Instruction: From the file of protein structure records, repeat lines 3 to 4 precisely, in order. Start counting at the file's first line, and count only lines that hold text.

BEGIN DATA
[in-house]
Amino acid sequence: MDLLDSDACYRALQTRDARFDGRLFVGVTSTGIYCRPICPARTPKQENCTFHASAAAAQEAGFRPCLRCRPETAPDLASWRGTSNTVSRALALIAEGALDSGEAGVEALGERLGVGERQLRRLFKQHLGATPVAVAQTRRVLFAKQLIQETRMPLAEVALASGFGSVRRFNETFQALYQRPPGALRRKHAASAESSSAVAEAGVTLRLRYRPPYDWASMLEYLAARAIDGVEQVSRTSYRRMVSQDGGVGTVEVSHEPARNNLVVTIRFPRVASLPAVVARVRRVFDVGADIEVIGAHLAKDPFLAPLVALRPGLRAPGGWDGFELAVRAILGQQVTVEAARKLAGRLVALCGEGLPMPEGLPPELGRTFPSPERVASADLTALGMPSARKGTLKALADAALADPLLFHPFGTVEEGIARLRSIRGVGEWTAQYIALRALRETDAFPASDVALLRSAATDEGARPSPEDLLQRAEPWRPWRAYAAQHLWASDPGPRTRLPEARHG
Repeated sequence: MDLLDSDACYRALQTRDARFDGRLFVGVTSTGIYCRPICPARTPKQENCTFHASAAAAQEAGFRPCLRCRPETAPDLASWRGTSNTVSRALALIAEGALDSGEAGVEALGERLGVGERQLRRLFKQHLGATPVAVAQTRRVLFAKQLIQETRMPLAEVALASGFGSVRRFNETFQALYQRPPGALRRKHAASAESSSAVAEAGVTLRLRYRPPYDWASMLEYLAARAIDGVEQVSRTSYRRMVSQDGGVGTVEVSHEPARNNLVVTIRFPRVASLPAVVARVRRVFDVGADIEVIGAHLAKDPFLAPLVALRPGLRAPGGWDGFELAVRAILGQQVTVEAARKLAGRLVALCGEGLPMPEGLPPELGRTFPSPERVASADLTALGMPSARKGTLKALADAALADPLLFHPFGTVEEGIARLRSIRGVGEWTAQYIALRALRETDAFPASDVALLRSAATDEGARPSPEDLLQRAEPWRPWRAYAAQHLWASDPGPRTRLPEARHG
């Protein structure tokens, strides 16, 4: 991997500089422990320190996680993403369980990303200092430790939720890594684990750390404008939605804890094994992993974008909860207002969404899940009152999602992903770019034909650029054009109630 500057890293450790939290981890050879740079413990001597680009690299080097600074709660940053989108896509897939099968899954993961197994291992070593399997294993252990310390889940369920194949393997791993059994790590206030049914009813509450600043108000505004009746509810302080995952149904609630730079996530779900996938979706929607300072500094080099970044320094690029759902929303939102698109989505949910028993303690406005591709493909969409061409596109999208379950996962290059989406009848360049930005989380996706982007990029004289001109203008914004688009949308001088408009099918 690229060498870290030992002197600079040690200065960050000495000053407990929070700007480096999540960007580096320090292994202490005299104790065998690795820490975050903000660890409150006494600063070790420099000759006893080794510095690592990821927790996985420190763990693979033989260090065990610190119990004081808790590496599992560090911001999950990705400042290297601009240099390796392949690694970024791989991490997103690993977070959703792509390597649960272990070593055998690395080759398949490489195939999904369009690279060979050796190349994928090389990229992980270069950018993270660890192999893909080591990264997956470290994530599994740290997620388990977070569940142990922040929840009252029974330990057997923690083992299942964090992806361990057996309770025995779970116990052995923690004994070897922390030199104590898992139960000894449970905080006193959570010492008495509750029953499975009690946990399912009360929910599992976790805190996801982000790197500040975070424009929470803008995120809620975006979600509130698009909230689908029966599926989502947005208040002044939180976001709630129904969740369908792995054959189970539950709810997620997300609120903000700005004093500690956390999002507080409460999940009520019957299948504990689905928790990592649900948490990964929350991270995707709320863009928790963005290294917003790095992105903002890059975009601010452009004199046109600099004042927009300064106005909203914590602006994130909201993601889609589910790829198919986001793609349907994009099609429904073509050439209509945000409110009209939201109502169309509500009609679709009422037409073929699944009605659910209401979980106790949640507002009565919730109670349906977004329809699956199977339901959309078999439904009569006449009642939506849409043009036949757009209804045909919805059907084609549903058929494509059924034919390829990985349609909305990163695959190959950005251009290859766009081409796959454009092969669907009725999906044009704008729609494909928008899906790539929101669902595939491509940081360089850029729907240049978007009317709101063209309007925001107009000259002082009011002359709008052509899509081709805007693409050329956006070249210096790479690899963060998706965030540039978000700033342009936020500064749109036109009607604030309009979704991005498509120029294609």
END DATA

Repeated sequence: MDLLDSDACYRALQTRDARFDGRLFVGVTSTGIYCRPICPARTPKQENCTFHASAAAAQEAGFRPCLRCRPETAPDLASWRGTSNTVSRALALIAEGALDSGEAGVEALGERLGVGERQLRRLFKQHLGATPVAVAQTRRVLFAKQLIQETRMPLAEVALASGFGSVRRFNETFQALYQRPPGALRRKHAASAESSSAVAEAGVTLRLRYRPPYDWASMLEYLAARAIDGVEQVSRTSYRRMVSQDGGVGTVEVSHEPARNNLVVTIRFPRVASLPAVVARVRRVFDVGADIEVIGAHLAKDPFLAPLVALRPGLRAPGGWDGFELAVRAILGQQVTVEAARKLAGRLVALCGEGLPMPEGLPPELGRTFPSPERVASADLTALGMPSARKGTLKALADAALADPLLFHPFGTVEEGIARLRSIRGVGEWTAQYIALRALRETDAFPASDVALLRSAATDEGARPSPEDLLQRAEPWRPWRAYAAQHLWASDPGPRTRLPEARHG
């Protein structure tokens, strides 16, 4: 991997500089422990320190996680993403369980990303200092430790939720890594684990750390404008939605804890094994992993974008909860207002969404899940009152999602992903770019034909650029054009109630 500057890293450790939290981890050879740079413990001597680009690299080097600074709660940053989108896509897939099968899954993961197994291992070593399997294993252990310390889940369920194949393997791993059994790590206030049914009813509450600043108000505004009746509810302080995952149904609630730079996530779900996938979706929607300072500094080099970044320094690029759902929303939102698109989505949910028993303690406005591709493909969409061409596109999208379950996962290059989406009848360049930005989380996706982007990029004289001109203008914004688009949308001088408009099918 690229060498870290030992002197600079040690200065960050000495000053407990929070700007480096999540960007580096320090292994202490005299104790065998690795820490975050903000660890409150006494600063070790420099000759006893080794510095690592990821927790996985420190763990693979033989260090065990610190119990004081808790590496599992560090911001999950990705400042290297601009240099390796392949690694970024791989991490997103690993977070959703792509390597649960272990070593055998690395080759398949490489195939999904369009690279060979050796190349994928090389990229992980270069950018993270660890192999893909080591990264997956470290994530599994740290997620388990977070569940142990922040929840009252029974330990057997923690083992299942964090992806361990057996309770025995779970116990052995923690004994070897922390030199104590898992139960000894449970905080006193959570010492008495509750029953499975009690946990399912009360929910599992976790805190996801982000790197500040975070424009929470803008995120809620975006979600509130698009909230689908029966599926989502947005208040002044939180976001709630129904969740369908792995054959189970539950709810997620997300609120903000700005004093500690956390999002507080409460999940009520019957299948504990689905928790990592649900948490990964929350991270995707709320863009928790963005290294917003790095992105903002890059975009601010452009004199046109600099004042927009300064106005909203914590602006994130909201993601889609589910790829198919986001793609349907994009099609429904073509050439209509945000409110009209939201109502169309509500009609679709009422037409073929699944009605659910209401979980106790949640507002009565919730109670349906977004329809699956199977339901959309078999439904009569006449009642939506849409043009036949757009209804045909919805059907084609549903058929494509059924034919390829990985349609909305990163695959190959950005251009290859766009081409796959454009092969669907009725999906044009704008729609494909928008899906790539929101669902595939491509940081360089850029729907240049978007009317709101063209309007925001107009000259002082009011002359709008052509899509081709805007693409050329956006070249210096790479690899963060998706965030540039978000700033342009936020500064749109036109009607604030309009979704991005498509120029294609």